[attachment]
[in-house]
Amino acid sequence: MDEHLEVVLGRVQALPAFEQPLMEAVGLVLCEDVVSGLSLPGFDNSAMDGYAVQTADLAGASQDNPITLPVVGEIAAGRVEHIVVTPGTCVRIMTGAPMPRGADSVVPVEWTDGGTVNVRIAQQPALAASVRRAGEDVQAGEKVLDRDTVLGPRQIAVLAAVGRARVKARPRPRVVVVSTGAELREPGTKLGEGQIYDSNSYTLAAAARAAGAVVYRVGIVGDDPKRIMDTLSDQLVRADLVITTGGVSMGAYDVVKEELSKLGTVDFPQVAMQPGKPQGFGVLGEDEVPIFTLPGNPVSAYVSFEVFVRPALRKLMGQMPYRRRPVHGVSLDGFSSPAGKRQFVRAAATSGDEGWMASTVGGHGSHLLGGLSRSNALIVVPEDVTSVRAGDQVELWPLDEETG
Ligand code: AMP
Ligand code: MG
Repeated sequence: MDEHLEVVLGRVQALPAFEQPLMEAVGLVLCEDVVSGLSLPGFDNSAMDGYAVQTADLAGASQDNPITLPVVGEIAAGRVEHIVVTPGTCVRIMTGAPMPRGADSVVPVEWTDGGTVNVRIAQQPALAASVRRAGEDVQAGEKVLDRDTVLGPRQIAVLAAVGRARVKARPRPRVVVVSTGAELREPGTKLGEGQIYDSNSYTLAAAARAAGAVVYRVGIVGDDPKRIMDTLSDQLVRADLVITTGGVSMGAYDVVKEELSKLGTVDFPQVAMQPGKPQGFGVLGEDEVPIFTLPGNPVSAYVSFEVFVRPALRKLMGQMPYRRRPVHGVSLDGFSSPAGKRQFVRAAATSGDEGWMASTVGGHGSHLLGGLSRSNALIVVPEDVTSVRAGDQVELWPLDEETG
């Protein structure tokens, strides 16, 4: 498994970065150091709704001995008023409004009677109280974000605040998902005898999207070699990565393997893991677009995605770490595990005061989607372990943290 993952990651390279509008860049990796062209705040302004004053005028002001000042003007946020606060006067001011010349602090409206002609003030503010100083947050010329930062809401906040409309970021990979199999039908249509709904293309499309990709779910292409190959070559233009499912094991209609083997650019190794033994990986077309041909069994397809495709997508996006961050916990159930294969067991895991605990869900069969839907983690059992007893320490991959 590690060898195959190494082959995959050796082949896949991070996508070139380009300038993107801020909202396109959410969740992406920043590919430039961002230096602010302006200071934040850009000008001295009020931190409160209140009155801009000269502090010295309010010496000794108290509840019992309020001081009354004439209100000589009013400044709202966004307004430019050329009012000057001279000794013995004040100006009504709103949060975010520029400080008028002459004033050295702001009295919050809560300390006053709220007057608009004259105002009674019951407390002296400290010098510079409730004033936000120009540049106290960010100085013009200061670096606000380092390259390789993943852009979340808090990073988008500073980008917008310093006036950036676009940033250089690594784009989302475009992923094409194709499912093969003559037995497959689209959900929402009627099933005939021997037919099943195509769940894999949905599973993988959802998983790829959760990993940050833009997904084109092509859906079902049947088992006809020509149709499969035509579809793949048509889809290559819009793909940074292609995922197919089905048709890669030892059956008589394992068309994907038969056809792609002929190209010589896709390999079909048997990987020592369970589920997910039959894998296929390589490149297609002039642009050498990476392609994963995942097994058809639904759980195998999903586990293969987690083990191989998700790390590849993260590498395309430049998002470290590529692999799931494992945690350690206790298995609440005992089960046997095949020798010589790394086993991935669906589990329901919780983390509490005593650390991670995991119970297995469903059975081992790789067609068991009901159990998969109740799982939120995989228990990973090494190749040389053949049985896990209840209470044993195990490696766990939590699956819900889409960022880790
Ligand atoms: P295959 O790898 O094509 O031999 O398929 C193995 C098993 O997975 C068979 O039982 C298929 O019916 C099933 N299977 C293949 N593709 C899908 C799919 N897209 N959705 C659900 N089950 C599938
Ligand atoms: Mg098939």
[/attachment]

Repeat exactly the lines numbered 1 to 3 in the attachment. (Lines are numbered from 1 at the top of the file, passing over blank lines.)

[in-house]
Amino acid sequence: MDEHLEVVLGRVQALPAFEQPLMEAVGLVLCEDVVSGLSLPGFDNSAMDGYAVQTADLAGASQDNPITLPVVGEIAAGRVEHIVVTPGTCVRIMTGAPMPRGADSVVPVEWTDGGTVNVRIAQQPALAASVRRAGEDVQAGEKVLDRDTVLGPRQIAVLAAVGRARVKARPRPRVVVVSTGAELREPGTKLGEGQIYDSNSYTLAAAARAAGAVVYRVGIVGDDPKRIMDTLSDQLVRADLVITTGGVSMGAYDVVKEELSKLGTVDFPQVAMQPGKPQGFGVLGEDEVPIFTLPGNPVSAYVSFEVFVRPALRKLMGQMPYRRRPVHGVSLDGFSSPAGKRQFVRAAATSGDEGWMASTVGGHGSHLLGGLSRSNALIVVPEDVTSVRAGDQVELWPLDEETG
Ligand code: AMP